Tag Archives: price of care

Health Policy Updates: November 11 2017

The USA has a public health problem with gun violence. This is a pretty hot-button issue, with a lot of differing opinions and differing values. One thing that seems very clear from the data, however, is that the notion that privately-owned guns help prevent gun crime is a myth.

Continue reading Health Policy Updates: November 11 2017

Health Policy Updates: May 24 2014

The government pays academic medical centers for training residents. But do we residents cost medical centers more than we generate? That is, do we really create any net costs that need a subsidy? And if so, is the current system the best way to compensate the medical centers?
http://www.nejm.org/doi/full/10.1056/NEJMp1402468?query=featured_home
The conventional wisdom is that increasing GME funding is key to addressing any physician shortages…But we would argue that DME financing does little to offset the cost of training physicians — that residents essentially pay the full cost of their training, while the DME program simply transfers money to recipient hospitals.”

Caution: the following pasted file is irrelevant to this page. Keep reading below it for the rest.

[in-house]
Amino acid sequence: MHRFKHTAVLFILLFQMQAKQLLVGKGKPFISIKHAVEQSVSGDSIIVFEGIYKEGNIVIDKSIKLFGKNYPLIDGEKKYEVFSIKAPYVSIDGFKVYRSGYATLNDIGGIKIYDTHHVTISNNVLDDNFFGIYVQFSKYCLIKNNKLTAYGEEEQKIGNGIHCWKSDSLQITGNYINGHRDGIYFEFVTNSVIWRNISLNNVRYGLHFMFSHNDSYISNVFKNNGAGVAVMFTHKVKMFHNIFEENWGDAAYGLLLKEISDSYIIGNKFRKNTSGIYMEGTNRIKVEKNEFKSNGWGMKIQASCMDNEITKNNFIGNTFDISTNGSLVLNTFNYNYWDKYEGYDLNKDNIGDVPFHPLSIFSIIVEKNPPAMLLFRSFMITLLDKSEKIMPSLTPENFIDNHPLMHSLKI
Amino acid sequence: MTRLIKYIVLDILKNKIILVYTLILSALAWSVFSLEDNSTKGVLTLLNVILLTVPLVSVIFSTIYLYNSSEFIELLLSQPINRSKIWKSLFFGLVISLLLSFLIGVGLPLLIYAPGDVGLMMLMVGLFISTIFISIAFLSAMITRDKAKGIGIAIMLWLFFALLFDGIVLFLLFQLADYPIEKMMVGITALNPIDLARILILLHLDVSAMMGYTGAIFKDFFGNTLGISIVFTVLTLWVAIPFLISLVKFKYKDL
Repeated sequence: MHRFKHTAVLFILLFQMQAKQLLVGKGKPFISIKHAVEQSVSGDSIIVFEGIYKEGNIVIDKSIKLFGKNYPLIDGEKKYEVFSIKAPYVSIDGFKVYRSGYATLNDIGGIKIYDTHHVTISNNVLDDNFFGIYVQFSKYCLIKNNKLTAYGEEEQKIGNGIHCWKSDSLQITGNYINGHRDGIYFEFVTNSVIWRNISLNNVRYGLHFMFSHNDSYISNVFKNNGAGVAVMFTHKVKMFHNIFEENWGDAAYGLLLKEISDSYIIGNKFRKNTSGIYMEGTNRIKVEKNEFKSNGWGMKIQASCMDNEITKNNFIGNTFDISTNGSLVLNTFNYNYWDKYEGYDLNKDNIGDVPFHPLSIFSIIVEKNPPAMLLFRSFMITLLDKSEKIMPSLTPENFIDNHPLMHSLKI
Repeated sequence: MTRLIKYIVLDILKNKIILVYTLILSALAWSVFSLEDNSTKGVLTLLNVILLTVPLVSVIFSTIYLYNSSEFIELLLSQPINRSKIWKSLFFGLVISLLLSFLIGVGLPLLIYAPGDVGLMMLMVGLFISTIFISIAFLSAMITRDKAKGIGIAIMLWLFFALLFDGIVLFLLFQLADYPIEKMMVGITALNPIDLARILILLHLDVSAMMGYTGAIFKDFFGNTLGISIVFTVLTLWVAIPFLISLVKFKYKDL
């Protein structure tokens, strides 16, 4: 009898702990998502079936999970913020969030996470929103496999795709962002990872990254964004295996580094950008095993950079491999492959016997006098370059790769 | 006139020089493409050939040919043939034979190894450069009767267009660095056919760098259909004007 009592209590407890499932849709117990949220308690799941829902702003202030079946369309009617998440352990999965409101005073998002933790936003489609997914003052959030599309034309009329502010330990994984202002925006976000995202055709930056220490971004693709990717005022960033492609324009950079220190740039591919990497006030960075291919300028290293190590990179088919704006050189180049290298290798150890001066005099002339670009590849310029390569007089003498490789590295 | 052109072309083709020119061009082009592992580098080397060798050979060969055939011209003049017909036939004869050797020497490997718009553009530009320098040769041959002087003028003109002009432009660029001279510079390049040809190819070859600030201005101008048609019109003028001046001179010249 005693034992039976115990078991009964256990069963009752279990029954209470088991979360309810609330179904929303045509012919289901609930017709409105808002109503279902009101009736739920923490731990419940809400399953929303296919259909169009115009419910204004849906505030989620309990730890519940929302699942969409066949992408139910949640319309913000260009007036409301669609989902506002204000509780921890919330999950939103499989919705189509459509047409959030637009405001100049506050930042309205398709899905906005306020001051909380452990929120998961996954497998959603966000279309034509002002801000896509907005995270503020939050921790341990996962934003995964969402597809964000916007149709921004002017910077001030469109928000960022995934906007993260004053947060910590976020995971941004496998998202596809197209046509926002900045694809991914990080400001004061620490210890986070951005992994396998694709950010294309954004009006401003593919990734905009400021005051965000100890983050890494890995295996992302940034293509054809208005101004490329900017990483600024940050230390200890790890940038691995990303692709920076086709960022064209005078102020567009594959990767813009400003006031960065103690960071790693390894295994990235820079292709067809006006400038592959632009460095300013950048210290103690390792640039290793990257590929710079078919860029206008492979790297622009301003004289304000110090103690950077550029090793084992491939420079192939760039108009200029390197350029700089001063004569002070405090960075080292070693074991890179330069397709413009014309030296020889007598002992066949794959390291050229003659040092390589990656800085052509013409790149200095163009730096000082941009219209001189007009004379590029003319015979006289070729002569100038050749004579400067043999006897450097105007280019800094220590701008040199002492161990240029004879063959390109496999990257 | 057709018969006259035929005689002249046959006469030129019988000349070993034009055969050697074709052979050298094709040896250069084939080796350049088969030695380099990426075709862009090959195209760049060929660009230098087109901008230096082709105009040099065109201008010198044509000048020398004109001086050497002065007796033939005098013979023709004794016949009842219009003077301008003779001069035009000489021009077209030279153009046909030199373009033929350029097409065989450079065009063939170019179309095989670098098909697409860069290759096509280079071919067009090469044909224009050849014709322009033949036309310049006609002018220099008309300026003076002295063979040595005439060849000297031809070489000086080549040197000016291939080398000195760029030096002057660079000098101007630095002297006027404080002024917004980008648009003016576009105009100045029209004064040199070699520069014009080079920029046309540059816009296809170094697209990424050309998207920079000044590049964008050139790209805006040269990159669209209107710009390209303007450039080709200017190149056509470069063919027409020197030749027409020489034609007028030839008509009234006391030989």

Having health insurance is one thing, but having health insurance that PAYS is another. What do we know about health plans that have a high degree of “cost-sharing” (ie, high copays, high co-insurance)?
Although some people will find it easier to get insurance in the state exchanges than they might on the individual market before this year, many of the less expensive plans have particularly high levels of cost sharing.”
And more here:
This is obviously pretty in-depth, but if you have ever wanted the facts on health care systems in other countries, you can find it in this report. I’ve been looking over just the outline tables in the first few pages, and have gotten a lot out of those.
Why does health care cost more in the Unites States? It is because we have more people with chronic disease? Nope. Take a look at the country comparisons above – the USA is significantly younger than other developed nations, we smoke less, and we aren’t as far ahead in obesity as you would expect. We aren’t sicker. It’s just that the same treatments cost more here:
We found that rising costs of treatment accounted for 70 percent of growth in real average health care spending from 1980 to 2006…An important policy implication is that programs to better manage chronic diseases may only modestly reduce average spending growth.”